Although universal sorting signals for membrane proteins that allow for compartment-specific targeting are largely unknown, it has been demonstrated that the length of the TMD provides sufficient sorting information for targeting type-I proteins either to the ER, the Golgi or the PM [48]. This property has also been applied to the plant vacuolar sorting receptor (VSR) BP80, which localizes to the TGN/EE and the MVB/LE. In this case, various constructs carrying length-modified BP80-TMDs, but lacking the cytosolic tail, never deviated from this “default pathway”, suggesting that sorting into the vacuolar route requires additional information [48]. These examples furthermore show that the final location of a membrane protein is the result of a combination of sorting signals. For these reasons, we have decided to analyze the role of ubiquitin in protein targeting by the use of translational ubiquitin fusions, mimicking constitutive ubiquitination, based on reporters like Box-GFP or RFP-TMD20/23, which possess minimal but defined sorting signals for either the PM or the Golgi. The use of reporters that are post-translationally inserted into the PM (BOX-GFP) and reporters that are transported via the secretory pathway (RFP-TMD23/20) permits the exposure of identical sorting signals at different intracellular locations and thus allows the analysis of specific sorting signals for individual transport steps within the cell.

Ubiquitin as a sorting signal for the endocytic pathway

We have addressed the question as to whether ubiquitin functions as a sorting signal for the endocytic pathway in plants by generating ubiquitin fusion proteins based on the PM-localized markers Box-GFP and RFP-TMD23. Despite differences in their transport towards the PM – Box-GFP is inserted post-translationally, whereas RFP-TMD23 transits via the secretory pathway – both molecules are internalized when fused to ubiquitin and colocalize with endosomal markers. This demonstrates that both reporters are indeed sorted into the endocytic transport route, which has been suggested to comprise the TGN/EE and the MVB/LE as transit compartments [5, 37, 63].

Even though both reporters undergo endocytosis, there are differences in their final location: RFP-TMD23-Ub yields fluorescent signals in the vacuolar lumen, while Box-GFP-Ub only reaches the MVB/LE and is never detected in the vacuole. One explanation for the failed vacuolar delivery of Box-GFP-Ub could be that this reporter is released from the MVB/LE membrane into the cytosol. This is possible, since the attachment of proteins to membranes via the Box sequence harbors two weak points: first, the reversibility of the membrane anchorage [64] and second, the specific interaction of the polybasic region with phospholipids of the membrane, which mediates the specificity during the recruitment [39, 65]. In this regard, a gradual change in the lipid composition of the compartments along the endocytic route could trigger a release of the reporter from the membrane into the cytosol.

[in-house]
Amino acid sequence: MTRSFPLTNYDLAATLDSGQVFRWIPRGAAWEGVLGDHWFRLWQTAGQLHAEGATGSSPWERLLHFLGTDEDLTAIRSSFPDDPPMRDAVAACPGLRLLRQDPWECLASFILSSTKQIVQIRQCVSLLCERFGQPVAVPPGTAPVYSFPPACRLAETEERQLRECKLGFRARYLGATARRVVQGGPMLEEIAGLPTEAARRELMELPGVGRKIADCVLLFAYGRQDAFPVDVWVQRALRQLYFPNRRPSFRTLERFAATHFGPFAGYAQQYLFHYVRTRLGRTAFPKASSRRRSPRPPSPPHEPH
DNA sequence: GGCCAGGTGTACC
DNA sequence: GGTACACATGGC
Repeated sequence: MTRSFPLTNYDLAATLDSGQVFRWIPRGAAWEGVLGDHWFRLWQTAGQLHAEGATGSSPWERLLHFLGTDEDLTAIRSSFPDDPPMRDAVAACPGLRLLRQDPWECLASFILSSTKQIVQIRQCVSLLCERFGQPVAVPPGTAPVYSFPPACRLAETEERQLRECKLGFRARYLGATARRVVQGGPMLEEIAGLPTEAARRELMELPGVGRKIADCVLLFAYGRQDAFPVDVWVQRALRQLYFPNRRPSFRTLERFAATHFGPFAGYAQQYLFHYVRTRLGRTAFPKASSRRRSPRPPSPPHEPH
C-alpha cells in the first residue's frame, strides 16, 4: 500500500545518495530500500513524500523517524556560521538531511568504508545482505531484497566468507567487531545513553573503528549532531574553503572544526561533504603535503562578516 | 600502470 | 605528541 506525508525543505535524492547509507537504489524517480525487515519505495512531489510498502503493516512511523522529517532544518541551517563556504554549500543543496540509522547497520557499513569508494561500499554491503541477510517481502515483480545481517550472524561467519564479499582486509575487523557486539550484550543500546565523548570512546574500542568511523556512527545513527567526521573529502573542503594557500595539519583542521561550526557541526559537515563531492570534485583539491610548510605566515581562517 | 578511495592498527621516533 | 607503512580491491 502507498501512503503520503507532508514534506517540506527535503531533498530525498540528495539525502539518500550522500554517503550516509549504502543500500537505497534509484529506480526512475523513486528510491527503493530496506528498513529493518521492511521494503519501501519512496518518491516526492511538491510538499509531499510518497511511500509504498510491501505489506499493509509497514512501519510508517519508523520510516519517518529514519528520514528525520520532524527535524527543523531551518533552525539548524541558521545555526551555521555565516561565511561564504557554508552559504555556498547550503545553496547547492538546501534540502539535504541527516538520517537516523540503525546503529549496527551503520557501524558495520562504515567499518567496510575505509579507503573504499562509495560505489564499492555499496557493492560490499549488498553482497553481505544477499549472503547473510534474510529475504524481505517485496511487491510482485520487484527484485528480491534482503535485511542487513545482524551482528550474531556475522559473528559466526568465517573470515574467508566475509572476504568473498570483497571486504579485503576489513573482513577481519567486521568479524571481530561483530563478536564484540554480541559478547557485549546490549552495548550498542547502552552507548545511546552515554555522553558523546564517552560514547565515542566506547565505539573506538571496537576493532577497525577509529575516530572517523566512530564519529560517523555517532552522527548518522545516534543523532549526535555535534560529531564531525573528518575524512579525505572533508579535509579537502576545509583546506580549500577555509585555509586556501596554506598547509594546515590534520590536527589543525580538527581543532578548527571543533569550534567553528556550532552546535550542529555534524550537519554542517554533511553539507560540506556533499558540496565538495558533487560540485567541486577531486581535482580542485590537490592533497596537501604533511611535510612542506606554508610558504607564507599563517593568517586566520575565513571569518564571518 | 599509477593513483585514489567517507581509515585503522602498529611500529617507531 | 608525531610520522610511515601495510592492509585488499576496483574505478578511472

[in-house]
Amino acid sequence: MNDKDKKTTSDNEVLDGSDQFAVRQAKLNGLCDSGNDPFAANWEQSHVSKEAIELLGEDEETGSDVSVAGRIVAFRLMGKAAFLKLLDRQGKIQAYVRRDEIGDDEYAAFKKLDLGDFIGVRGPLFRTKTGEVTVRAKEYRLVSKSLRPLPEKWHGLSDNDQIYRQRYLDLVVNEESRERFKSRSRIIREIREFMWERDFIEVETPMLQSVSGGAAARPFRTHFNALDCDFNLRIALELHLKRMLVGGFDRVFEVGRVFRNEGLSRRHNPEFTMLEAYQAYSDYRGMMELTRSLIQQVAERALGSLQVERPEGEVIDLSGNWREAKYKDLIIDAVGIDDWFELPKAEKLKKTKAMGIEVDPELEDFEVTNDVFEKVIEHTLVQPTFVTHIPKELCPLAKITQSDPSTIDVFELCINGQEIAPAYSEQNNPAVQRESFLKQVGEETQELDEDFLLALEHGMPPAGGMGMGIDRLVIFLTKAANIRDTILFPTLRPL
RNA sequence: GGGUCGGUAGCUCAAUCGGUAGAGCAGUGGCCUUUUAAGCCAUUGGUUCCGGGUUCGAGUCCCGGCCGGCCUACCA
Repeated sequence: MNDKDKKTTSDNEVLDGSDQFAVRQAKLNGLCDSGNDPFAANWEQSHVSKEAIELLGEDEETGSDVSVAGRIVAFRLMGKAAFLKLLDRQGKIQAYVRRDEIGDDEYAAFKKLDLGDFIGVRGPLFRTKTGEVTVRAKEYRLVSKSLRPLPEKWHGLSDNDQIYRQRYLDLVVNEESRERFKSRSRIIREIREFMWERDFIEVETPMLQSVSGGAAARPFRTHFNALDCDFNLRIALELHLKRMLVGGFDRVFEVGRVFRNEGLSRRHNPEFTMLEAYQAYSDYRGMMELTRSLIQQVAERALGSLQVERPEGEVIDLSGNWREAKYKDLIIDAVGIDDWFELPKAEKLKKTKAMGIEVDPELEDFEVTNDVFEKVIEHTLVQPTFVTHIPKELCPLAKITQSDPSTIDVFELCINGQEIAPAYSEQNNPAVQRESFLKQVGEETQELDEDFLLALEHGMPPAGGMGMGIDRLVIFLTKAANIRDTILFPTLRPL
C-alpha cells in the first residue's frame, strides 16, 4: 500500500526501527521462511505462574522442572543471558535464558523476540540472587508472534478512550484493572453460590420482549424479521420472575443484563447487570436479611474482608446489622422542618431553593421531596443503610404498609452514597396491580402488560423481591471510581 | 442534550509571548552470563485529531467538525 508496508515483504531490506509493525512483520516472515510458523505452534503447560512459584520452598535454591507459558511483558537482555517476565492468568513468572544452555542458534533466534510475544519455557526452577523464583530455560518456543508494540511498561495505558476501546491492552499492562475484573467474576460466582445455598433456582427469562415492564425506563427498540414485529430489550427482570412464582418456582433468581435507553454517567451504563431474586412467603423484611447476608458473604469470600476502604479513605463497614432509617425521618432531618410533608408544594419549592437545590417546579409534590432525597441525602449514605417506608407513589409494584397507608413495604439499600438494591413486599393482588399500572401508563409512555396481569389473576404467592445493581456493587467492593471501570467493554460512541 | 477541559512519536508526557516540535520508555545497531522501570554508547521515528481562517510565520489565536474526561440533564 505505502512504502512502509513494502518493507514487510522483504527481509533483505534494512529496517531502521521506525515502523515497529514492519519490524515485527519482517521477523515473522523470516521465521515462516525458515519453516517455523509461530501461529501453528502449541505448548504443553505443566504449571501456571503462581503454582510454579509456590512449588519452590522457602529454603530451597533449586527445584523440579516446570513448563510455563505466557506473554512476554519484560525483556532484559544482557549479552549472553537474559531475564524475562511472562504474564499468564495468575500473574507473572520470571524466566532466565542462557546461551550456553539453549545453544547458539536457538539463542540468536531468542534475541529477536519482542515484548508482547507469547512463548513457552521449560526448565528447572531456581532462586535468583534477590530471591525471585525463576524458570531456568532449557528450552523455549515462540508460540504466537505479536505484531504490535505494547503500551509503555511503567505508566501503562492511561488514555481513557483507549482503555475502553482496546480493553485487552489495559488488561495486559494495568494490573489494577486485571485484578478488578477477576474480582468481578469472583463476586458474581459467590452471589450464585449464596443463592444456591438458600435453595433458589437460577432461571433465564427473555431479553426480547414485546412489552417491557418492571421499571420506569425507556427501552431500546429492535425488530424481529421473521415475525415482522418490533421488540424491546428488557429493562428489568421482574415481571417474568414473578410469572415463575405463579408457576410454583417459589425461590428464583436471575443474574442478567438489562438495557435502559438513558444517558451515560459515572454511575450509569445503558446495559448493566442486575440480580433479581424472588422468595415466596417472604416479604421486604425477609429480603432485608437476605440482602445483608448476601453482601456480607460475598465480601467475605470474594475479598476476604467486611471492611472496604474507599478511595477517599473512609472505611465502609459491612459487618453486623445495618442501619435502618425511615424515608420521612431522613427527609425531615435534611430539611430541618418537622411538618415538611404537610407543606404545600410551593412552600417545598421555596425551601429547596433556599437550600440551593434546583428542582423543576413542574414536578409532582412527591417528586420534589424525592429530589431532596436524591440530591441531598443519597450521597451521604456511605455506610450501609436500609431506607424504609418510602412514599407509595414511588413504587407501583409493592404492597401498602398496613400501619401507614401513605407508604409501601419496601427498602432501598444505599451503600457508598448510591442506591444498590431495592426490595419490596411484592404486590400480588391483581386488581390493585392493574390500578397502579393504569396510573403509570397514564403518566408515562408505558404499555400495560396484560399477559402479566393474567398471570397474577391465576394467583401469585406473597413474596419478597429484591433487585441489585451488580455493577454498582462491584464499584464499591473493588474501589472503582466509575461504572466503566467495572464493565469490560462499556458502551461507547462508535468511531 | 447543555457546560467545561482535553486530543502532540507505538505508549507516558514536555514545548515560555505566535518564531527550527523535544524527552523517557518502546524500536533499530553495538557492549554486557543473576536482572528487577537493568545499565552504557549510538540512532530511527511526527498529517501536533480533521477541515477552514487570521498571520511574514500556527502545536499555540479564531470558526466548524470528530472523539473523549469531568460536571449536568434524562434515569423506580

A translational ubiquitin fusion protein, which is post-translationally inserted into the PM via a lipid modification, has previously been used as a reporter to analyze internalization events in mammalian cells [55]. After expression, the reporter was found to be poly-ubiquitinated, while a derivative of the reporter that lacked the C-terminal glycine residues was not. However, both reporters appeared to be equally well internalized, indicating that a single ubiquitin moiety is sufficient to act as an endocytic sorting signal [55]. Inspired by this work, we have generated reporter derivatives lacking the C-terminal glycines of the ubiquitin. Box-GFP-UbΔGG localizes exclusively to the PM and is not internalized, compared to the Box-GFP-Ub. Therefore it is tempting to speculate that in plants, a single ubiquitin may not be sufficient to mediate sorting into the endocytic pathway. This view is also in agreement with recent findings based on translational ubiquitin fusions of the Arabidopsis plasma membrane ATPase (PMA-EGFP-UB), mutagenized in the ubiquitin moiety to prevent poly-ubiquitination [24]. The mutants, some of which were also lacking both C-terminal glycine residues, localized to the PM in addition to the vacuole in the majority of the cells, while a non-mutagenized ubiquitin fusion was mainly found in vacuoles and punctae but not at the PM. This suggests that the endocytic uptake of putatively mono-ubiquitinated reporters was also less efficient. This interpretation is also supported by the recent demonstration that the endocytic uptake and thus the stability of PIN2 depends on poly-ubiquitin chains [23] and the observation that IRT1 mutants, which lack two putative ubiquitination sides, fail to be internalized and accumulate at the PM instead [21]. This furthermore indicates that both multi-ubiquitination and poly-ubiquitination can act as internalization signals. Surprisingly, the transmembrane reporter RFP-TMD23-UbΔGG is still efficiently transported to the vacuole. At first glance, these observations are contradictory and difficult to reconcile, since both reporters carry identical sorting signals. However, in case of Box-GFP-UbΔGG, the signal is exclusively displayed at the PM, whereas in case of RFP-TMD23-UbΔGG, the signal is displayed throughout its journey towards the PM and might thus be captured and redirected before reaching the PM.